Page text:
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Carterís Yard

Horses provided the key to transport in the Black Country well into the twentieth century. They were used as draught animals to haul narrow boats loaded with goods on the canals, drag heavy coal carts and pull trams, carriages, milk floats, delivery wagons and fire engines.

Heavy horses, usually shires, were used for haulage in heavy industry. But the majority of work was done using ‘half leg’ or short legged shire cross breed horses to pull smaller two wheeled carts and canal boats as they were lighter to handle and cheaper to feed.

Trade horses were kept in fairly humble quarters in yards like this one across the Black Country.

The yard contains a stable which was carefully dismantled and moved from Ogley Hay Road at Burntwood in Cannock on the northern edge of the Black Country where it was built around 1900.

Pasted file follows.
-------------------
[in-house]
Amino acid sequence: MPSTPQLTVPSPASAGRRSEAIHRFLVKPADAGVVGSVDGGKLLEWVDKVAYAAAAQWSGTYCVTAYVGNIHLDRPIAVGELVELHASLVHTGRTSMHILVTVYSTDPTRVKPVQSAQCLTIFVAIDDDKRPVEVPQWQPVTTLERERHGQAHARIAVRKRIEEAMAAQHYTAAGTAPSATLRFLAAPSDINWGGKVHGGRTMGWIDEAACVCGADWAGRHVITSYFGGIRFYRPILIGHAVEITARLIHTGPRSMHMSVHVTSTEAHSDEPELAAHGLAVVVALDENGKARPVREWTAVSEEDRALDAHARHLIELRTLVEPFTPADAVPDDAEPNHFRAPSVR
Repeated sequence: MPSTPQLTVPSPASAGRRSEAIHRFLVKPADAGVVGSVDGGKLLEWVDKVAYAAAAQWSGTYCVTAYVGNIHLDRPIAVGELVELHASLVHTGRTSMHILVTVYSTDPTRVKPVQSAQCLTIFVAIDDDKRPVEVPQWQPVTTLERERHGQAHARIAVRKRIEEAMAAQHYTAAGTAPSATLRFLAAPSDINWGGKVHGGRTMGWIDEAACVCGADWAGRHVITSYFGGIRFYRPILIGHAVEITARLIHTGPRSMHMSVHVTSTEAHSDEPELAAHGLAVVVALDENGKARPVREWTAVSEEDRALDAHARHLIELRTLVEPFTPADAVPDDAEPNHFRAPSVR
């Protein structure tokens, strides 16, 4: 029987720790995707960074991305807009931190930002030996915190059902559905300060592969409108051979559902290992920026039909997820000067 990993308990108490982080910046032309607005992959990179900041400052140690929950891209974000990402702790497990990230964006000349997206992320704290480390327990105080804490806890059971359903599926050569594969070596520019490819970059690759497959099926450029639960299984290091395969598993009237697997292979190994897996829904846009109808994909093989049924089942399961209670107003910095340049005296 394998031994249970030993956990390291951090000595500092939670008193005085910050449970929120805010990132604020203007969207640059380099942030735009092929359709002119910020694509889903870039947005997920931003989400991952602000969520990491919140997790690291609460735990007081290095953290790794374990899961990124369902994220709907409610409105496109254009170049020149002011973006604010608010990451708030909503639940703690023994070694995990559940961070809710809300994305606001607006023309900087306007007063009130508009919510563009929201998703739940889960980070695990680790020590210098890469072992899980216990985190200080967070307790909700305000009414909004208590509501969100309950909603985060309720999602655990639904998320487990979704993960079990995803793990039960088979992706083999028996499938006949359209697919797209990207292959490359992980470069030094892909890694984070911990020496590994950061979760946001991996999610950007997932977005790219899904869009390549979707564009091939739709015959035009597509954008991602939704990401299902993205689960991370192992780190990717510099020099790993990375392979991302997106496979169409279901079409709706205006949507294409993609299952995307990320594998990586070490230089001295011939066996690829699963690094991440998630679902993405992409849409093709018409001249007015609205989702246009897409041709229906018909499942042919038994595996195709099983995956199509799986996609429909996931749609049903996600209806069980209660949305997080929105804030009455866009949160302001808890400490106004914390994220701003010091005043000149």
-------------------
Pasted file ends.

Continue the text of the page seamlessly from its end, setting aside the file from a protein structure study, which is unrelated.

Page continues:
The stable fittings were donated from a stable in Handsworth Wood Road, Birmingham. The combined office and harness room are copied from buildings found in Netherton and a small feed store and simple corrugated iron lean-to cart shed complete the authentic assemblage of buildings in the yard.

Information Sheets

To help you make the most of your visit you can download an exhibit information sheet.  These are especially useful for customers who may have hearing impediments. 

Download here: Carter’s Yard (working horses) (PDF 976kB)

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